• The Democrats did however pick up a seat when Jo Anna Dossett beat Republican Cheryl Baber by more than 600 votes. The Tulsa seat was previously held by Republican Gary Stanislawski since 2008, but he was term-limited.

Meanwhile, the Republican supermajority in the State House picked up five additional seats for a new total of 82.

  • In Tahlequah, Democratic incumbent Matt Meredith was defeated by Republican challenger Bob Ed Culver by nearly 1,400 votes.
  • Democratic incumbent Kelly Albright also lost her Midwest City House seat to Republican challenger Max Wolfley by a narrow margin of 322 votes.
  • In Oklahoma City, another Democratic incumbent — Chelsey Branham — was defeated by Republican challenger Eric Roberts by almost 800 votes.
  • Republicans picked up another House seat when Dick Lowe won House District 56 in southwestern Oklahoma. It was up for grabs following Democratic incumbent David Perryman's retirement. Perryman had held the seat since 2013.
  • Republicans picked up a seat in far northeastern Oklahoma earlier this year when Democrat Ben Loring declined to seek re-election. Republican Steve Bashore became the new representative by default when no one else ran for the seat.

Several Democratic representatives retained their seats by narrow margins.

  • In a hotly contested race between educators in Norman, Democratic incumbent Jacob Rosecrants squeaked out a win over Republican challenger Nancy Sangirardi by just 79 votes.
  • Another Norman Democratic incumbent Merelyn Bell was re-elected by voters, with about 600 votes separating her from Republican challenger Phillip Hillian.
  • In Stillwater, Democratic incumbent Trish Ranson was re-elected to her House seat by nearly 600 voted over Republican challenger Aaron Means.

And there will be several new names in the state legislature next session, including:

  • Mauree Turner, who will become Oklahoma's first Muslim lawmaker. The 27-year-old defeated Democratic incumbent Jason Dunnington in June in the left-leaning Oklahoma City House District 88. She easily defeated Republican candidate Kelly Barlean.
  • Self-described abortion abolitionist Warren Hamilton will also join the legislature. Hamilton soundly picked up a Senate seat in southeastern Oklahoma over Democrat Jerry Donathan. He previously defeated Larry Boggs in the Republican runoff in August.

Updated 7:48 p.m.

Shortly after polls closed across the state, the Associated Press called Oklahoma's Senate race for Republican Incumbent Jim Inhofe. This would be his 6th term in office. The Associated Press also called Oklahoma for President Donald Trump. With early voting and a few of the precincts in, President Trump holds a 53 percent lead to Biden’s 45 percent.

NPR relies on the AP in large part because it has a track record of precision and caution.

Credit Chelsea Stanfield / KOSU
Andy Griffin of Yale, Okla.

Andy Griffin, a resident of Yale for about 35 years, said he voted for Trump this election.

"He's kept jobs up. He's even got more jobs going," Griffin said. "And I think he's going to do it again."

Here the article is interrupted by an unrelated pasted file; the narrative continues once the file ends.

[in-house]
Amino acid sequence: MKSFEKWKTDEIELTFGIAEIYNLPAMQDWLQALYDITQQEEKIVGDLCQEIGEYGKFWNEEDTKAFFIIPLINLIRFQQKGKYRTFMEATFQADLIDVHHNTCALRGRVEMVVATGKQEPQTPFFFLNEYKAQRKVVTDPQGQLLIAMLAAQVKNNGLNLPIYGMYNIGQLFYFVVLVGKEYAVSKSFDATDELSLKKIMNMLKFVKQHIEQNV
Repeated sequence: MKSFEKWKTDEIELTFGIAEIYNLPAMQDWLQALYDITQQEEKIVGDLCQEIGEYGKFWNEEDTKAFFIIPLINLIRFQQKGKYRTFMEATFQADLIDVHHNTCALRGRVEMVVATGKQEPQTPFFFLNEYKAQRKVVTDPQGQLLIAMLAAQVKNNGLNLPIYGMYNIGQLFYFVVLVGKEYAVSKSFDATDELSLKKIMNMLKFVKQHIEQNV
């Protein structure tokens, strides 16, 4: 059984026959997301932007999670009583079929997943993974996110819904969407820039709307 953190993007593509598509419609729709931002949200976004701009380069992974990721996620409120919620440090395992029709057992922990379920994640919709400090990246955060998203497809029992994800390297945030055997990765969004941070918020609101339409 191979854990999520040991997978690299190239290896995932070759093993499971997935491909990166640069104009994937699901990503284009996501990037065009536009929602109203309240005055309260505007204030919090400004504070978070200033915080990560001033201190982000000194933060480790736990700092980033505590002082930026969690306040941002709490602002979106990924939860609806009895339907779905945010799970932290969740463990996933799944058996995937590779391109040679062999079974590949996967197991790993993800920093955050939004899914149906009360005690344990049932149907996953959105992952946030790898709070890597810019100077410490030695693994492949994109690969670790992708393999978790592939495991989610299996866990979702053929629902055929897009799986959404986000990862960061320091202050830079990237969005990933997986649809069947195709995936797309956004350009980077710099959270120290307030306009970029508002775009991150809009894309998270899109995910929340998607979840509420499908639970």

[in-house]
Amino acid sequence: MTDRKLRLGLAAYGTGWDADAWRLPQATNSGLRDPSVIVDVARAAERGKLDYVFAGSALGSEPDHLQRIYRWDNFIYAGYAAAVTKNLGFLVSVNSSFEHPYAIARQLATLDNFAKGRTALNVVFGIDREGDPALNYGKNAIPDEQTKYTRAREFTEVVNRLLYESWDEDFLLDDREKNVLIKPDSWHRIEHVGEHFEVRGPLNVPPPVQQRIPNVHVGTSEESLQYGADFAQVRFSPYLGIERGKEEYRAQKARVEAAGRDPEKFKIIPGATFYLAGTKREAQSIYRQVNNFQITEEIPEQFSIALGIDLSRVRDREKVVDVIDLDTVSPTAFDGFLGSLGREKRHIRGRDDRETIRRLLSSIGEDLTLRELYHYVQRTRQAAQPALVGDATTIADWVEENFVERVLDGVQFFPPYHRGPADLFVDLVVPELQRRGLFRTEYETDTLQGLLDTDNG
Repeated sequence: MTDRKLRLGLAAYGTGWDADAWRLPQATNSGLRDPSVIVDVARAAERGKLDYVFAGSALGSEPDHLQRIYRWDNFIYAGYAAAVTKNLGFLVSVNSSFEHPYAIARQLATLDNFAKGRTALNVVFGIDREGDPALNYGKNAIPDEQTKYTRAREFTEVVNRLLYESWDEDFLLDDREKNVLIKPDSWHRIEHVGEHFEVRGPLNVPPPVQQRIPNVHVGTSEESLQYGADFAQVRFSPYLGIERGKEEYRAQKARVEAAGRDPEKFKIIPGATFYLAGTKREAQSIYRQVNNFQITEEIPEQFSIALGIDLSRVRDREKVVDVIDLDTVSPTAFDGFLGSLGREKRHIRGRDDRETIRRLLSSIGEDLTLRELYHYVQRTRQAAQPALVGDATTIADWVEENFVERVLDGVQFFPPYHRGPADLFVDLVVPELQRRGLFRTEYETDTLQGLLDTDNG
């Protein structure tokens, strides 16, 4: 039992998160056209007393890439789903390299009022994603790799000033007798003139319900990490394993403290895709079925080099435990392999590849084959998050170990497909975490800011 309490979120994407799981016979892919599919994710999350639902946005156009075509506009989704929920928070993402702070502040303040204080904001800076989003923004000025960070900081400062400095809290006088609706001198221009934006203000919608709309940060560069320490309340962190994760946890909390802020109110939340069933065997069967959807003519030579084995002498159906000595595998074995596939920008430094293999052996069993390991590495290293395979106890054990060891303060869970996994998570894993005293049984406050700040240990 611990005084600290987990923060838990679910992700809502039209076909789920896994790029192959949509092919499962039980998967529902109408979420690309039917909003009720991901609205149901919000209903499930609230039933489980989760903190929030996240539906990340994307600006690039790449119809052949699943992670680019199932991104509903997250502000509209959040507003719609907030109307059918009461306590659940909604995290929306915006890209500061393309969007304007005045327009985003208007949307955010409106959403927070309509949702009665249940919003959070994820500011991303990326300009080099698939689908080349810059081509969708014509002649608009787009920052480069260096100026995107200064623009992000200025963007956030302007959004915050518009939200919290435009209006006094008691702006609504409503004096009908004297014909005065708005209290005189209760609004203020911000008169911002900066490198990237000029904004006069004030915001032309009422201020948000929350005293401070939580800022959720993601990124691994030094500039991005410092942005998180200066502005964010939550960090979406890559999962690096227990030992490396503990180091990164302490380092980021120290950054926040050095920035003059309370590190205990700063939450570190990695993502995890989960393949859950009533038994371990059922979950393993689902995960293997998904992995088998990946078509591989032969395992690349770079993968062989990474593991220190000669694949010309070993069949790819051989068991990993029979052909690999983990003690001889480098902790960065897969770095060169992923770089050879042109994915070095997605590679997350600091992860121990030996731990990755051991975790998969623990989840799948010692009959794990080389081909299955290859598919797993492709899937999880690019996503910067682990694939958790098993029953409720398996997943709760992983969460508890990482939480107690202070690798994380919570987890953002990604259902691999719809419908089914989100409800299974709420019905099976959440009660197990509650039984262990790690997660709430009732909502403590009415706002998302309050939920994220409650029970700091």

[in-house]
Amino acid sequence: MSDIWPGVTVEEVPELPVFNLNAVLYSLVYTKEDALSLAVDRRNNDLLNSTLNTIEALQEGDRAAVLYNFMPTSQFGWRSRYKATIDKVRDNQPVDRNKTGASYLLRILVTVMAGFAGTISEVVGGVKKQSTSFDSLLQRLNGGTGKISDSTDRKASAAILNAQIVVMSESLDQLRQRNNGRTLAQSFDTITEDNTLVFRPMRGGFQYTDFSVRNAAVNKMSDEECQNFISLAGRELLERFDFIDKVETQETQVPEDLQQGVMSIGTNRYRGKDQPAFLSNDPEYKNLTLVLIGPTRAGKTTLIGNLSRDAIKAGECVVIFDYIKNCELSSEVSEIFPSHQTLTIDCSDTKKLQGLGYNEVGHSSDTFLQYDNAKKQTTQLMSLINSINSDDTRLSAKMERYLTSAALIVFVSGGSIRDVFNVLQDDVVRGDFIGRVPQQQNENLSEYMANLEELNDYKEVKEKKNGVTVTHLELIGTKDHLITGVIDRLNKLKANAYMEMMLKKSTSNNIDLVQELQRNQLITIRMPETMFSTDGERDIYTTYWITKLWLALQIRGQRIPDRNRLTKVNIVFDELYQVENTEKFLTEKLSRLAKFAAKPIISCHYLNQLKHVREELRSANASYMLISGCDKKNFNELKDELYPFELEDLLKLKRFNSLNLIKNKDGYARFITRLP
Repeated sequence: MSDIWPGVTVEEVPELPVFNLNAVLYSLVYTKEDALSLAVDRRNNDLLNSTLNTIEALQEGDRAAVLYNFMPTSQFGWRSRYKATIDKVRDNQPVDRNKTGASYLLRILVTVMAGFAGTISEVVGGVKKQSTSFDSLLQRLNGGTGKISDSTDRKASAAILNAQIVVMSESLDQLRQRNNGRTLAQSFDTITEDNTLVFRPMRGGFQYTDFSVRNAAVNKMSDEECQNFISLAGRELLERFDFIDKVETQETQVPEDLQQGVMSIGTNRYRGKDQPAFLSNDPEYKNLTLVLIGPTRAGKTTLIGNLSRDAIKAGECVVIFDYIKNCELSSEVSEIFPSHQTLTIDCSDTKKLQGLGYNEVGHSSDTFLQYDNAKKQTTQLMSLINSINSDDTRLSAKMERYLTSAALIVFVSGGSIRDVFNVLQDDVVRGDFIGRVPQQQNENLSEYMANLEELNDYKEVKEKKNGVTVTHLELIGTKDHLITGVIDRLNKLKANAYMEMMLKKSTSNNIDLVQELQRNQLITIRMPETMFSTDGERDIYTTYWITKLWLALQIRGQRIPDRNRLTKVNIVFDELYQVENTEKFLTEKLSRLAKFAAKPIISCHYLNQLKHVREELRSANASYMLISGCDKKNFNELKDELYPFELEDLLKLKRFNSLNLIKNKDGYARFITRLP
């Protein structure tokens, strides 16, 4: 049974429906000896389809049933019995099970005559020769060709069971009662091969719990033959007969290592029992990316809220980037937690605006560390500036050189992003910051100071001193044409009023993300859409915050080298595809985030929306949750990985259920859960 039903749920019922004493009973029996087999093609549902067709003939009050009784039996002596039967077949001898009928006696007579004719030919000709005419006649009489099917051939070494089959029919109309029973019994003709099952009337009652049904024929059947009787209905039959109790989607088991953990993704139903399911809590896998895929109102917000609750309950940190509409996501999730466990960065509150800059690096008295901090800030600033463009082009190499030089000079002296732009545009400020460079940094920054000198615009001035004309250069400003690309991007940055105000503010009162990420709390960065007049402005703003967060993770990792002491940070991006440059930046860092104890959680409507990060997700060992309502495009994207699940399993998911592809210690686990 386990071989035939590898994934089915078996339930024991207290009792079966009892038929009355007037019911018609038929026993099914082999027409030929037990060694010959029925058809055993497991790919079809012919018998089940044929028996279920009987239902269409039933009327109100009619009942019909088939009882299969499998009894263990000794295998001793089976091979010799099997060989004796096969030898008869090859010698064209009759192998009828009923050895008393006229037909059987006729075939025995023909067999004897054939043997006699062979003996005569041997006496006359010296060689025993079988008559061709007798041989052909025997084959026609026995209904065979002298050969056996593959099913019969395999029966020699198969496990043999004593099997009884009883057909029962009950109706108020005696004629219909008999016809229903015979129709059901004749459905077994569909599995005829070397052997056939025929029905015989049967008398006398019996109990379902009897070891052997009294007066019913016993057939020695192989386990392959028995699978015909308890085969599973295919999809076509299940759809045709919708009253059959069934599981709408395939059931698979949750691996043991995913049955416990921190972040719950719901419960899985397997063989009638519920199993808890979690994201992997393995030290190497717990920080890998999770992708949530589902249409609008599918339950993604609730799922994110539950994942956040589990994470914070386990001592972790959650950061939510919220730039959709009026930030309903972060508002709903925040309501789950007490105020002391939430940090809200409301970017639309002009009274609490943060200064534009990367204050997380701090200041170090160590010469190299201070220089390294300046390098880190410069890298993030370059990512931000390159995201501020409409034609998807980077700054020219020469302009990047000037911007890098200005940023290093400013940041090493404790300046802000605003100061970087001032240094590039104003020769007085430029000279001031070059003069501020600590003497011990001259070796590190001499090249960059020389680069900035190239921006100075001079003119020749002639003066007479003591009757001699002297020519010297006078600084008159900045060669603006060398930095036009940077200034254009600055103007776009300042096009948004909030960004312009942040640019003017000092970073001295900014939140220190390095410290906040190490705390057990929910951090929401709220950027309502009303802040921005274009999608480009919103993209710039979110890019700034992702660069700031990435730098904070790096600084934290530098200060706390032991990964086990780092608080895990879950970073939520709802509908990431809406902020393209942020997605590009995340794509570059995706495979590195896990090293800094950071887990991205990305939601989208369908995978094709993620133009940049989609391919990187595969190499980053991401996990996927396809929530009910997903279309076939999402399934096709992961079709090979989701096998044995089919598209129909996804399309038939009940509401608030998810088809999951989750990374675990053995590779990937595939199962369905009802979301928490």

Credit Chelsea Stanfield / KOSU
Billy Glaspy of Yale, Okla.

Billy Glasby also came to the polls to vote for the president. He's a Yale resident of 20 years. While he's a Democrat, he's voting for Donald Trump, like he did in 2016. He thinks Trump is opinionated, and takes stances on issues. He's also concerned about the protests going on in the country.

"At least he's opinionated," Glaspy said. "Don't seem like he follows the herd."

Updated 7:00 p.m.

Polls have closed in Oklahoma. The Oklahoma State Election Board publishes an unofficial result tally, as they come in, from county election boards. You can see them here.

Oklahoma public radio stations and NPR are covering local and national election returns over the next few hours. Tune into our stations on-air or online, or stay tuned to this post. We'll provide context and analysis as the results roll in.

You can also join the Oklahoma Engaged virtual watch party for more discussion here.

Updated 6:03 p.m.

Credit Seth Bodine / KOSU
William Crozier of Union City, Okla.

William Crozier of Union City said he’s been voting for years. But when he turned 18, he couldn’t vote because Oklahoma’s age requirement was 21 at the time. That changed in 1971, when voters approved State Question 484, which lowered it to age 18.

“Of course, what we need to have is political parties that pay attention to what the needs of people are and have less rhetoric,” Crozier said.

In north Tulsa, many voters casting their ballots said racial injustice was something they wanted their elected officials to deal with.

Voting at Tulsa Tech's Peoria campus, 47-year-old Thomas, who did not give his last name, said State Question 805 was an important election issue for him.

"As we continue down the path as a state to be more humanistic, if you will, I think the state question dealing with incarceration is important," Thomas said.

Updated 5:03 p.m.

Credit Seth Bodine / KOSU
Dakota Harper of Union City, Okla.

Dakota Harper, a resident of Union City, says he felt it was important to vote.

“I just felt like it was important to support my president really," Harper said. "I think it’s really a big deal to get out and vote, especially this election.”

Harper says he cares about issues like gun rights and abortion. He also came out to vote on the state questions.

Credit Katelyn Howard / KGOU
Cassandra Walker of Oklahoma City, Okla.

Cassandra Walker, who works in social services, said criminal justice is a top issue for her and that she voted for Democrat Joe Biden.